There was simply no way to improve either of them. Pol felt unable to say anything that wouldn't sound foolish, so he concentrated on making sure he wasn't staring like a goop and that his jaw hadn't dropped. He turned eagerly at the entrance of a waiter with a tray.

The tray proved to hold oysters. Pol drew back, and nearly bumped into a second waiter with another tray. As gracefully as he could he got out of the way.

Quickly the oysters and a variety of hors d'oeuvres were set out on a table already stocked with glasses, plates and tableware. The waiters vanished into the kitchen and Taz opened some wine.

Ann came down the stairs, accompanied by a vaguely familiar man and a teenage girl with red and blue streaks in her hair. ″Julia, Martin, this Wenya and Margaret Hawkins, Zachary Mitchell and Logan Powell Turner. Julia Taylor and Martin Stevenson.″

Something in the way Martin Stevenson eyed him at the mention of his name increased the feeling of familiarity Pol felt. He still didn't recognize him, though. He was a little surprised when Julia Taylor uttered a smooth string of tones and Wenya smiled at her — lucky girl — and responded in a beautiful voice, so soft and gentle Pol almost didn't mind that he couldn't understand it. Taz said something that sounded disapproving and both girls laughed.

"English, if you please," Ann said. She was wearing a dark green dress of something clingy, with a wide neckline, long sleeves and a belt. Pol thought she looked all right.


After a sleepless night, Pol ate breakfast almost silently. He didn't want to have to explain to Taz that he had eavesdropped on him after dinner last night, so he tried to act as if everything was normal. He spoke when Ann or Taz directed their conversations to him, but was otherwise silent. Mitch came to breakfast late, and with apologies. A fourth person made the meal easier for Pol.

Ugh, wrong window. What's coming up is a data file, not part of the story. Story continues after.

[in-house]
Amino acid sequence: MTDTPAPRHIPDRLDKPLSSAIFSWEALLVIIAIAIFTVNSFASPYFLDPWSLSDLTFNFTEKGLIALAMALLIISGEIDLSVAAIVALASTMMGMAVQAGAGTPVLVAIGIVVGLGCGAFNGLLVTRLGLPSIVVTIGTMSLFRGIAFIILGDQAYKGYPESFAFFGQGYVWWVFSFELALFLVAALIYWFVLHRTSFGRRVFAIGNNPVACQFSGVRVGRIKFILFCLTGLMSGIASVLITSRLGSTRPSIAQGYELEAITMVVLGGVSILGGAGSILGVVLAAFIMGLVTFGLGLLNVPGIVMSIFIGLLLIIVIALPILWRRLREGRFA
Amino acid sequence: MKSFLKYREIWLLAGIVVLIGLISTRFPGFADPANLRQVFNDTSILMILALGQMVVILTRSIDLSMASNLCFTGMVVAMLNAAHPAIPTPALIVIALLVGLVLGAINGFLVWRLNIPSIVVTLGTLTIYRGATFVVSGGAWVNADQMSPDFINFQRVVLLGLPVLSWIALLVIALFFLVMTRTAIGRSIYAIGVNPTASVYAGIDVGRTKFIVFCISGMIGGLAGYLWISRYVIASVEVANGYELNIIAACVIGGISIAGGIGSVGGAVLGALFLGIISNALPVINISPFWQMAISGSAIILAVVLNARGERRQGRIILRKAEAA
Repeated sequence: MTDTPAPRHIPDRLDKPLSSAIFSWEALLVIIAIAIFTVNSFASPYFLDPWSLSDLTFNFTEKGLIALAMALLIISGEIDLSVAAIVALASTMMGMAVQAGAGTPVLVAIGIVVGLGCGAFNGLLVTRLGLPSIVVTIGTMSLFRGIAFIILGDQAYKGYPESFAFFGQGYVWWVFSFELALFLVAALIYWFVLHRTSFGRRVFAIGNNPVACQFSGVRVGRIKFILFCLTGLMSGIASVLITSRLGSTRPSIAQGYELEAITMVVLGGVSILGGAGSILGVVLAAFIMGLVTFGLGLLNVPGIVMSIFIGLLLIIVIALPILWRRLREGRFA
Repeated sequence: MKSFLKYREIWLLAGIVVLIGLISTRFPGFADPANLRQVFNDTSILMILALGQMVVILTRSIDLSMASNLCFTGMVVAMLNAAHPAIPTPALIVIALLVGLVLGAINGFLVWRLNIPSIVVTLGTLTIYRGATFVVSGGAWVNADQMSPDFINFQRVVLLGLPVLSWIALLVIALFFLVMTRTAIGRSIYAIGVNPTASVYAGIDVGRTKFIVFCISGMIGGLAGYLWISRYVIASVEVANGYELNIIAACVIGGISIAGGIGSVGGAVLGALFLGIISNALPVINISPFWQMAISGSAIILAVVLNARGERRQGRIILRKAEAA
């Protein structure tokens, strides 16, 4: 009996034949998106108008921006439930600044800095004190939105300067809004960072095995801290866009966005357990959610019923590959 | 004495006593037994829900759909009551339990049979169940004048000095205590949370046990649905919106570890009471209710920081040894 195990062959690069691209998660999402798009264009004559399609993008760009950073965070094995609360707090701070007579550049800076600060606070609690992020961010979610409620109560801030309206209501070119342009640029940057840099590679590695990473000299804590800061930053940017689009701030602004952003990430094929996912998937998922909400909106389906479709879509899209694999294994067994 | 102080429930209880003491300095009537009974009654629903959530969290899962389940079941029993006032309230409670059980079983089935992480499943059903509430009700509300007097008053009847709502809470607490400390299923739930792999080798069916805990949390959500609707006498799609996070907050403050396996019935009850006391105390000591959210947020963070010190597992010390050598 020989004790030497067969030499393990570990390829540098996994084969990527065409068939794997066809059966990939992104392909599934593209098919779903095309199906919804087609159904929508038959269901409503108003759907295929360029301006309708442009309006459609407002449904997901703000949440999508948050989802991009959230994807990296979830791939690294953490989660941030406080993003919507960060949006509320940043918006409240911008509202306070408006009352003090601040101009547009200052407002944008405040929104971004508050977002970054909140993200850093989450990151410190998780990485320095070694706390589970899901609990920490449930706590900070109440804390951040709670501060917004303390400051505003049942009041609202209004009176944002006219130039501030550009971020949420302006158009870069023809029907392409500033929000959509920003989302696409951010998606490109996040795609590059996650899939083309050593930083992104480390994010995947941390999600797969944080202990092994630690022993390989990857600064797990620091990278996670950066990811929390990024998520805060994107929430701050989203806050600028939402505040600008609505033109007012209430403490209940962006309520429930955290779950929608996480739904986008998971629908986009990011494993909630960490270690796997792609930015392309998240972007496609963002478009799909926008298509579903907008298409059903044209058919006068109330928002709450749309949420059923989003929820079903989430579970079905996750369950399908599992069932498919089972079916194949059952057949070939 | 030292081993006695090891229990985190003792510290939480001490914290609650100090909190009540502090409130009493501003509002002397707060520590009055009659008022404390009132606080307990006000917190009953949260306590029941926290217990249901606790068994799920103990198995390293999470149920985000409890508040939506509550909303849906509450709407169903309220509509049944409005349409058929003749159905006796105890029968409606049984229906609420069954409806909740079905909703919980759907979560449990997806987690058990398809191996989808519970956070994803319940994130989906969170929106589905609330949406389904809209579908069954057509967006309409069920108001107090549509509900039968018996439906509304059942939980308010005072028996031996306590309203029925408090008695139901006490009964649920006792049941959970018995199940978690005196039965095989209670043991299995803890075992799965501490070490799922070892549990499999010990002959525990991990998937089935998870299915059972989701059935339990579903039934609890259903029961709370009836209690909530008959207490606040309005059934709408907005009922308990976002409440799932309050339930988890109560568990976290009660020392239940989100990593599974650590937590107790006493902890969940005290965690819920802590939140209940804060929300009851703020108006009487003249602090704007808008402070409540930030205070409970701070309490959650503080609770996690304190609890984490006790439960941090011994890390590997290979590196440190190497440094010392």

Zomas came out of the kitchen as Mitch finished. He carried a large picnic basket. "Also take the small cooler by the door," he told Taz. "It has the meat for grilling and the beer for drinking. Or shall I carry it out for you?"

"We can handle it," Taz said.

"I have put the charcoal and the grill in the car's trunk."

"Thanks, Zomas."

"So why are you so quiet?"Ann asked when the two boys had left. "You usually have more to say at breakfast."

″I overheard Wenya last night.″

″Saying what?″ Ann asked. She didn't bother asking how or where; nor did she waste time on the etiquette of eavesdropping. He was never totally sure what was important to her and what wasn't.

″That she didn't understand why you didn't just kill me last spring,″ Pol said.

Ann put down her coffee cup. ″She is very young, just in her mid-seventies. Her understanding is limited.″

Pol made an angry gesture.

Unhurriedly, Ann regarded him. ″And that, I know, is not your real question. Wenya would have killed you if you had pointed that wand at her. So would have Daisy and probably even Taz. I told you at the time, people have been killed for less stupid acts. That wand was the equivalent of a gun. Pointing it at a wizard or someone else of talent was a challenge. The fact that you didn't know how to use it was immaterial. An unloaded gun can get you killed just as fast as one with a full clip and one in the chamber. None of my acquaintances would have found it surprising if I had killed you the night we met.″

″So why all this?″

″All what?″ Ann asked.

″I'm not stupid,″ Pol said. ″You didn't kill me because I'm a kid and you don't fight with kids. I got that. You made sure I would get that. But why am I here, for a start?″

″You're here because your parents didn't plan for all contingencies, and because I've seen that some of your privileges have been revoked. To some degree, I'm responsible for you.″

″That's not enough,″ Pol said. ″What else?″

″You tell me,″ Ann said. ″You should be able to figure it out, Logan..."

"And don't call me Logan!"

"What do I call you, then?"

"Pol," Pol said. "People call me Pol."

"Think about it, Pol, but don't forget to get a start on your homework."